Rihanna is the perfect example for this, she is a certified Theatrical Romantic. But she is 5'8 or 173cm, which means that she should be one of the tall types and she can pull off perfectly more Dramatics looks because of her height. Here is where I believe it's important to take ethnicities into account, women of African descent tend to have wider bones and lusher features, not all of us do. But it taking things like this into account is important when analyzing body geometry.

3. Know your colors, you want to wear colors that match your natural coloring. When you wear the right colors, your clothes make your features pop and harmonize with the rest of your outfits.

To know your color season the first thing you need to know is to know your undertone, are you warm, cool, or neutral. You also need to know your skin tone, this will determine if you look best in dark colors or light colors, but it goes hand in hand with your contrast level and your seasonal type.

The next step after those two things is to know your seasonal type, Clear, Dark, Soft, or light. If you have a dark skin tone you just have to see if you are Clear, Dark, or soft. Here is a link to my Kenuzi Color Method, this is a seasonal color theory for dark-skinned people.

Examine your closet

It’s important to see what you already have, it’s very unusual for people to have to start from scratch. You might have to learn how to pair things differently, but before you start buying and getting rid of things, you should do an in-depth assessment of what you already own.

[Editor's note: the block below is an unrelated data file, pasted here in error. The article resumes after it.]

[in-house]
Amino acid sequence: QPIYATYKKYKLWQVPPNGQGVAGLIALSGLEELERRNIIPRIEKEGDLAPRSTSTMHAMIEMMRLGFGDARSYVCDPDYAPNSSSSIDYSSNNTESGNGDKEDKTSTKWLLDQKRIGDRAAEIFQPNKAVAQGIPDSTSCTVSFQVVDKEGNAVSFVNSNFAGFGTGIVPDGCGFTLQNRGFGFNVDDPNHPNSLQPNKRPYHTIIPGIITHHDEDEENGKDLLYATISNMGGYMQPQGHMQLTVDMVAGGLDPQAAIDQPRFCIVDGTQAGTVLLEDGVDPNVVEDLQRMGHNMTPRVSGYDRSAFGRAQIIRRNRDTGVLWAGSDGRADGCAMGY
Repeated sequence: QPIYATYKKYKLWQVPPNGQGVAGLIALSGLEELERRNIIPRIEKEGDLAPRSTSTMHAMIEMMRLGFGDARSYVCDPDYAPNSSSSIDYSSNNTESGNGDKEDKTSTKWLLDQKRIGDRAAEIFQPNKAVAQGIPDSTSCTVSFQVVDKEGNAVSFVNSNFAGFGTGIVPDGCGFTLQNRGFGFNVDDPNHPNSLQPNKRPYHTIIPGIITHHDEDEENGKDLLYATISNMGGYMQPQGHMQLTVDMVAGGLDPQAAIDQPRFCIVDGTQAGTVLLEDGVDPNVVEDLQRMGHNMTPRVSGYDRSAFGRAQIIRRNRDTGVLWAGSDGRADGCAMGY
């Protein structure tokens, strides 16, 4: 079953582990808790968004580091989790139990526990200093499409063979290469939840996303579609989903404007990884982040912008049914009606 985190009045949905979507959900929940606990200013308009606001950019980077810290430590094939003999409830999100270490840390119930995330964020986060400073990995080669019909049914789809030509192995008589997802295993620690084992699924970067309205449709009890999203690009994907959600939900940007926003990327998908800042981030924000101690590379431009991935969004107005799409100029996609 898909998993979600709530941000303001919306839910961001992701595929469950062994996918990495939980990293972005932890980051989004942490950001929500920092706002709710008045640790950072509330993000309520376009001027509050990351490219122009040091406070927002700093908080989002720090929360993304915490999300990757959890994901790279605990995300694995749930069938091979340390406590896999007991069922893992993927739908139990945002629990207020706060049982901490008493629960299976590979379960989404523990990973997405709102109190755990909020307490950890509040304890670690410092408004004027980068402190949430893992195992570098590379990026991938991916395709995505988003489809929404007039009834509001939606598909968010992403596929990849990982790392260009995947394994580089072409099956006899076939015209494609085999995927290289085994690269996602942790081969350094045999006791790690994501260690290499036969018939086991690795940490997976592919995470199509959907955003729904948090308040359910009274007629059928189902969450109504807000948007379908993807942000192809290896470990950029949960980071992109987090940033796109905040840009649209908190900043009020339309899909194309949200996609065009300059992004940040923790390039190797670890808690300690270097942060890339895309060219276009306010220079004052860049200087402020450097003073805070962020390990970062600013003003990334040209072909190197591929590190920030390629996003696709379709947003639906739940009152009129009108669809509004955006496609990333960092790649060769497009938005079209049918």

1. What you like vs what you don't. The first step in this assessment is to look at what you already have and see what you like and what you don’t. But you need to think about why. Why do you like that shirt? Is it the cut, the color, the fabric, or the fit? And you also have to do the same with the things that you don't like. Try to write down these things in order to find your preference patterns.

2. What you wear vs what you don't. Now it’s time to do the same thing with the pieces that you wear the most and the ones that you wear the least. You might think these two steps are the same, but sometimes you love a piece, but you don’t actually wear it very often. Make sure you also write down why you wear those pieces the most or why you don’t wear them at all.

3. Pieces never worn before. The third step is to go deep into your closet, look at those pieces that you have never worn, maybe they even have their tags on. And ask yourself why did you buy them and why you never got to wear them.

If it’s because it doesn't fit or because you don’t like it anymore, it should go to the dispose pile, but if it’s because you don’t know how to wear it, hold on to it a bit longer and come back after you finish all the “how to find your style” process. Maybe after doing your research and knowing how to pair things, it may turn out that the item does belong to your closet, or maybe not at all, but it’s important to finish the process before you get rid of anything on the piles.

4. Keep, Maybe, Dispose. Time to classify your things into 3 different categories. If you completed the other exercises, this part should be easy, because now you have an objective way to do the separating.

  • Keep: the keep pile is things that you are definitely not getting rid of. Maybe they are extremely comfortable, they are in a color that fits you, and they also fit your body lines. But most importantly, you like these pieces. Try to see what all of them have in common, you can refer back to the other lists that you have made to figure out what makes you like all these things.